In order to create any desired change, people’s behavior will also need to change. Typically, this starts with a core group of people who have a positive attitude towards the change; the so-called frontrunners. We often see middle managers being a part of this group and also taking up a leading role leveraging their extensive network, people knowledge and leadership skills. They coach and train, offer support and show exemplary behavior during the change process. To support them in their essential position, they should be able to hone their non-technical skills (often also called ‘soft skills’). These interpersonal skills are not always given the attention they deserve as these can greatly boost the effect and success rate of middle managers.
According to research among 2,000 workers of all levels, the three most important interpersonal skills are:
- Communication skills
- Leadership and influencing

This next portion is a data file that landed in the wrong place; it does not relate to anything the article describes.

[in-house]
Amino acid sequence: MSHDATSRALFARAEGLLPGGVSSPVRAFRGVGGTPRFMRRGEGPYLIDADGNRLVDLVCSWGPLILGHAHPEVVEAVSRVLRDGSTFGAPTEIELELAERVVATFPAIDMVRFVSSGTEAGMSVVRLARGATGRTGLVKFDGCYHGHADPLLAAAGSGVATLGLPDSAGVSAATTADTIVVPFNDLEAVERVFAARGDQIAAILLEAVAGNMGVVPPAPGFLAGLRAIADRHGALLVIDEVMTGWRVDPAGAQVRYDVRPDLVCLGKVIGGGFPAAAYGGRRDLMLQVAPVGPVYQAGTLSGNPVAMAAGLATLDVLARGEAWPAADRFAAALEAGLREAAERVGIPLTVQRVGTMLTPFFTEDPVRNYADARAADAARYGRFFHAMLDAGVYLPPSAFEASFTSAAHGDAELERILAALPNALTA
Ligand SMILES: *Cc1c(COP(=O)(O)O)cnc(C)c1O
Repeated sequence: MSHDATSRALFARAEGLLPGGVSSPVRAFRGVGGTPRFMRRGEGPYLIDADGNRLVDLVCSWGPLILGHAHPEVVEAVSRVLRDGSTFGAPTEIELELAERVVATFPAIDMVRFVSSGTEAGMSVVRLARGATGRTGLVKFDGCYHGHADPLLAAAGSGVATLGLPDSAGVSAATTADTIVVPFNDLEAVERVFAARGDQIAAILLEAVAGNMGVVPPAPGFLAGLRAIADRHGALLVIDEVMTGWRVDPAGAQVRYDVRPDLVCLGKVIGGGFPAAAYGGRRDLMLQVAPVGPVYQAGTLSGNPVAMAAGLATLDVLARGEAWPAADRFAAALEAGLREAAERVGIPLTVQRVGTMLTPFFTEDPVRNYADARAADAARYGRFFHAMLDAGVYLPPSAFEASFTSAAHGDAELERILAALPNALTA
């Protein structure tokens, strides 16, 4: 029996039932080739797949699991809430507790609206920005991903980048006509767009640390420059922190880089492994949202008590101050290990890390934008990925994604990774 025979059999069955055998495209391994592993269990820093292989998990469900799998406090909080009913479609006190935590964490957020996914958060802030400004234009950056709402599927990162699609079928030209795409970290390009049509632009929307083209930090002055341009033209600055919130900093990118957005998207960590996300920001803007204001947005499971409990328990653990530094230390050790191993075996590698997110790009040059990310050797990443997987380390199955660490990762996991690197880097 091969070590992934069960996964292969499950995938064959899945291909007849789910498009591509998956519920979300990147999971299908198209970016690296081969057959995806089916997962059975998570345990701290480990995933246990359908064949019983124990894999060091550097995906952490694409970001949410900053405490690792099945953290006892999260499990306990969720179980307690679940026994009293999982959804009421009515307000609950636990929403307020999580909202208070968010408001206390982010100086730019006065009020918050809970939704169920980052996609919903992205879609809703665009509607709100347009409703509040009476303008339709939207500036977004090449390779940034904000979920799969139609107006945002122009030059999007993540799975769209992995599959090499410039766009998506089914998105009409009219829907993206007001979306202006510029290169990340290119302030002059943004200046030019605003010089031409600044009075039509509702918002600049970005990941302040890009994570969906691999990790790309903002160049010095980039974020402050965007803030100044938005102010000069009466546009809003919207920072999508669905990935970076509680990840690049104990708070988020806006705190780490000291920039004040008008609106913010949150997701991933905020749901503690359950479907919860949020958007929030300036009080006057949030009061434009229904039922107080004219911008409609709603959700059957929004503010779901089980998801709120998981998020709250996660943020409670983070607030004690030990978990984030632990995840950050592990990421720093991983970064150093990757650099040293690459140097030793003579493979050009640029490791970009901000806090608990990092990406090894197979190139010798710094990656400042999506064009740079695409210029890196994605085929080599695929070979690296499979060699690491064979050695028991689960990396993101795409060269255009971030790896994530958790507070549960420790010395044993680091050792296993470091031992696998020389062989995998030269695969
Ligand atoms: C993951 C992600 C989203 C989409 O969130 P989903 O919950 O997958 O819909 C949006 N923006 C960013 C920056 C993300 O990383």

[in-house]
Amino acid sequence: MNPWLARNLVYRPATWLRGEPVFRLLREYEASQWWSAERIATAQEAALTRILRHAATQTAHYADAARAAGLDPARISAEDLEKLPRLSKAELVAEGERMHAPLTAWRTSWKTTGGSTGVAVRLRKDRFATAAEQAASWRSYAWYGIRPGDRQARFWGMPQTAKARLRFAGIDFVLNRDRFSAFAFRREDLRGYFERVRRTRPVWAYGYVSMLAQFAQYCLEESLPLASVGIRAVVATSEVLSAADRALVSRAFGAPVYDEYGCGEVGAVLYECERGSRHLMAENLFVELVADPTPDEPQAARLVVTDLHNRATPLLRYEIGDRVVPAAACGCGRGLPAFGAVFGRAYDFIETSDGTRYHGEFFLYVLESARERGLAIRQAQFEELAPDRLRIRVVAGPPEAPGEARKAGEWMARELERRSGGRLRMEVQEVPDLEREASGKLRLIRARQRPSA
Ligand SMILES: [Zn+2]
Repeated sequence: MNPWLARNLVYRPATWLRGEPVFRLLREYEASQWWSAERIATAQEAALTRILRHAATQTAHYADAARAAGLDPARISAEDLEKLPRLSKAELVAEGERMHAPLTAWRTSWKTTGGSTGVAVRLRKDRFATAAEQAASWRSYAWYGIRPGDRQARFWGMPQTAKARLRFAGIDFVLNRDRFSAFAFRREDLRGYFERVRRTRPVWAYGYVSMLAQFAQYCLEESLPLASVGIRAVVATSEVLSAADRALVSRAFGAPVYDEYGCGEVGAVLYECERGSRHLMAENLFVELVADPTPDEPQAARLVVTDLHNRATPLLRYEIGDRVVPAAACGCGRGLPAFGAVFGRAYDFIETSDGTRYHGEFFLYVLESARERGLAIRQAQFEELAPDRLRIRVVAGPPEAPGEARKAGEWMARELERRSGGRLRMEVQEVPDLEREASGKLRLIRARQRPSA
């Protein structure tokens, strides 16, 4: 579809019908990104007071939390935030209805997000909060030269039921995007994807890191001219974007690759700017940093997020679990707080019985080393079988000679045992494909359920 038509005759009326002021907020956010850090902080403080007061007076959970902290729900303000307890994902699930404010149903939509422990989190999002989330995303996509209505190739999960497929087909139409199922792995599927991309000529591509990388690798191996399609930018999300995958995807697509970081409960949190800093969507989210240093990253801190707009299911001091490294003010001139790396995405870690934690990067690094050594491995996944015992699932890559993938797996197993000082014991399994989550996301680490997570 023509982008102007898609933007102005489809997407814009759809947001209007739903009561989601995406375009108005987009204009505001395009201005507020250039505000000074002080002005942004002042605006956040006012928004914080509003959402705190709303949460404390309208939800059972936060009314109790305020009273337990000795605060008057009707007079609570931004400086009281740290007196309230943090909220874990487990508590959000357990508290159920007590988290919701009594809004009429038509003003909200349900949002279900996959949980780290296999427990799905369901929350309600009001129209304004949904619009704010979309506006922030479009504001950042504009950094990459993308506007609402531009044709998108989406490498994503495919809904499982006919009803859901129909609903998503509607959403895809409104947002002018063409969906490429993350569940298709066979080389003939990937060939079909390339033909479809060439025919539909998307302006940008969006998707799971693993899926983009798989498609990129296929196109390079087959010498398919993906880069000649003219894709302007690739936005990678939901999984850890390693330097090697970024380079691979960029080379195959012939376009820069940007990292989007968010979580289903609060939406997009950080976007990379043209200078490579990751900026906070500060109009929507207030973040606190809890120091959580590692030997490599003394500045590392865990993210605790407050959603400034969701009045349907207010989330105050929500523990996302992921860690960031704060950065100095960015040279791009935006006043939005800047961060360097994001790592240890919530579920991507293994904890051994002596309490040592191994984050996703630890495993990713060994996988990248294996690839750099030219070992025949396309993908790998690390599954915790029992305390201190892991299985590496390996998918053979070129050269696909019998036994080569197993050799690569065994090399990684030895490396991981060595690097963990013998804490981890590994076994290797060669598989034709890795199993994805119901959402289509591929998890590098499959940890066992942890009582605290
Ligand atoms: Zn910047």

- Empathy and fostering inclusion
It is no surprise that communication skills are seen as the top non-technical skill. This is essential for success on a personal level but also on team and company levels. All stakeholders have to be kept up to date on progress, need and want to understand ‘what’s in it for them’ and which milestones and (intermediate) goals need to be met by the team. Additionally, to realize internal buy-in, it is highly recommended to regularly communicate about best practices, praise exemplary change leaders and also to be transparent about setbacks.
To reflect the importance of all of interpersonal skills, it is advisable to involve the human resources department in an early stage of the change project. They can help with facilitating training and development programs for non-technical skills. It will also help to acknowledge the importance of these types of skills by embedding them in the job role descriptions, in balanced score cards and in vacancy descriptions, for example.